• Actions brought by legal persons against any acts and failure of the institutions, bodies, offices or agencies of the European Union;
  • Actions brought by the Member States against the Commission;
  • Actions brought by the Member States against the Council relating to acts adopted in the field of State aid and trade;
  • Actions seeking compensation for damage caused by the institutions or the bodies, offices or agencies of the European Union;
  • Actions based on contracts made by the European Union which expressly give jurisdiction to the General Court;
  • Actions relating to intellectual property;
  • Appeals against the decisions of the Civil Service Tribunal.

More importantly, there is an additional special jurisdiction to relieve the Court proceedings and it lead to the establishment of the civil service tribunal as a specialized court dealing only with labour disputes in EU by Council Decision 2004/752/EC [201]. The Civil Service Tribunal was established based on article 225 (a) of the EC Treaty and article 140 (b) of the Euratom established a special jurisdiction to hear and determine at first instance certain classes of action or proceeding brought in specific areas[202]. This is evidentially clear that EU express much concern in regard with the labour right protection arising from the labour disputes from each member states concerning the issues of all kinds of working relations and social security[203].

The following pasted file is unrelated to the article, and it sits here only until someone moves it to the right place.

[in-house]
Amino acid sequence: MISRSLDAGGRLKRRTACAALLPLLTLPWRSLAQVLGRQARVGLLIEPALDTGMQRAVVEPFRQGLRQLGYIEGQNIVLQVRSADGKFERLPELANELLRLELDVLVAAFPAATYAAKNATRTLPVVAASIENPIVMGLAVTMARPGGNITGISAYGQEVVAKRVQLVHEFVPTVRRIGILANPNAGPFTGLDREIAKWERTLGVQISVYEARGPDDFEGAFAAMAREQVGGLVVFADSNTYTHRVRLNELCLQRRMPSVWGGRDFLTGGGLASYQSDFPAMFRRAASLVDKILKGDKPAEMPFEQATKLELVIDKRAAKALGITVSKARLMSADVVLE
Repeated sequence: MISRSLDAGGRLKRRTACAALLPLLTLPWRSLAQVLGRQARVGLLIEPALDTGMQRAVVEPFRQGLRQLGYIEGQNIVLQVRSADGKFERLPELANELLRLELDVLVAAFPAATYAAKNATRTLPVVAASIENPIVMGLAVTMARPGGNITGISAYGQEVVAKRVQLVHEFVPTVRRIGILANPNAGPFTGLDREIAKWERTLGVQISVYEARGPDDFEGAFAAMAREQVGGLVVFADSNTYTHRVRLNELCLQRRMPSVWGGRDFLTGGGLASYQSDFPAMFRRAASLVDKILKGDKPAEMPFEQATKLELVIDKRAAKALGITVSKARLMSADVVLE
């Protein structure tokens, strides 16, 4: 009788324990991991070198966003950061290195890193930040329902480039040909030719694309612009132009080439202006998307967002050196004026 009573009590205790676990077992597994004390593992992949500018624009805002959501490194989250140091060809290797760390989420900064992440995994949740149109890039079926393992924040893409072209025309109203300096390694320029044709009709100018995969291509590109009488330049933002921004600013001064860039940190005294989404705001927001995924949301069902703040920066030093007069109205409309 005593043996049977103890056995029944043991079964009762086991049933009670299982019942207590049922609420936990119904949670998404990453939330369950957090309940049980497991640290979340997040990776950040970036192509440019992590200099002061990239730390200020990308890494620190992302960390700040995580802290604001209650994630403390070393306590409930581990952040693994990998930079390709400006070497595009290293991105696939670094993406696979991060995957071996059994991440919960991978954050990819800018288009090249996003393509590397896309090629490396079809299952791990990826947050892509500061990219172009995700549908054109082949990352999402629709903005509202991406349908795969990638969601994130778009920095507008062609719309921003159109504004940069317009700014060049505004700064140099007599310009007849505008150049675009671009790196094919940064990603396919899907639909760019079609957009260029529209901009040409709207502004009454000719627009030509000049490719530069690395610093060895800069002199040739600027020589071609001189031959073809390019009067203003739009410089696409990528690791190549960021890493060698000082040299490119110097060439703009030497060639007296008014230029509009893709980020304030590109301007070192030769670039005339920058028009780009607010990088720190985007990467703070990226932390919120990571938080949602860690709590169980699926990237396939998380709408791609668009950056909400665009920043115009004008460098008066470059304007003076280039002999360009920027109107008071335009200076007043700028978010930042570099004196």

All in all, as I have demonstrated in this chapter of the European Labour law, I can confidentially say that EU is a good role model for ASEAN in the practice and the implementation of labour law within its regional organization. As can be seen that, there are plenty of comprehensive directives as a regional agreement in EU under a purpose to guide, to monitor, to enforce, to regulate and to implement for the cooperation of its EU member states. In addition, those directives are known as Directive of 91/533/EEC, Directive of 2006/54/EC, Directive 2004/113/EC, Framework Directive of 89/391/EEC, Directive 89/654, Directive 89/655, Directive 89/656, Directive 90/269, Directive 90/270, Directive 92/85/EEC, Directive 2010/18/EU, Directive 94/33/EC, Directive of 2009/38/EC, Directive of 2001/86/EC and Directive 2002/14/EC. Legally speaking, the Directive of 91/533/EEC play an important role in addressing an obligation of employers to inform the applicable condition of the contract to employees. The Directive of 2006/54/EC is objectively remove a direct and indirect of sex discrimination in workplace as well as the Directive 2004/113/EC which is also fighting against sex discrimination and promote an equal treatment in term of access to goods and services. Thus, Framework Directive of 89/391/EEC adopted to improve the health protection and safety in workplace and providing specific areas to several individual directives such as directive 89/654 (Workplaces), directive 89/655 (Work Equipment), directive 89/656 (Personal Protective Equipment), directive 90/269 (Manual Handling of Loads) and directive 90/270 (Display Screen Equipment). Moreover, Directive 92/85/EEC is created to protect pregnant workers whereas the Directive 2010/18/EU is focusing on the parental leave permission and benefits. On the other hand, Directive of 94/33/EC is prescribed in order to protect young workers by prohibiting child labour whereas the Directive of 2009/38/EC is created to ensure the existence of EU work council in every companies of its EU member states. Plus, the Directive of 2001/86/EC is basing to include the employee involvement in the Statute of European Company similarly with the Directive of 2002/14/EC where the purpose of the directive is to establish general framework to informing and to consulting the employees in regard of collective labour law. As a result, the above EU directives are mostly covering all of the important issues arising around the globe as it is expressing that there shall be no legal gap in term of labour and gender inequality in workplace issue related in EU.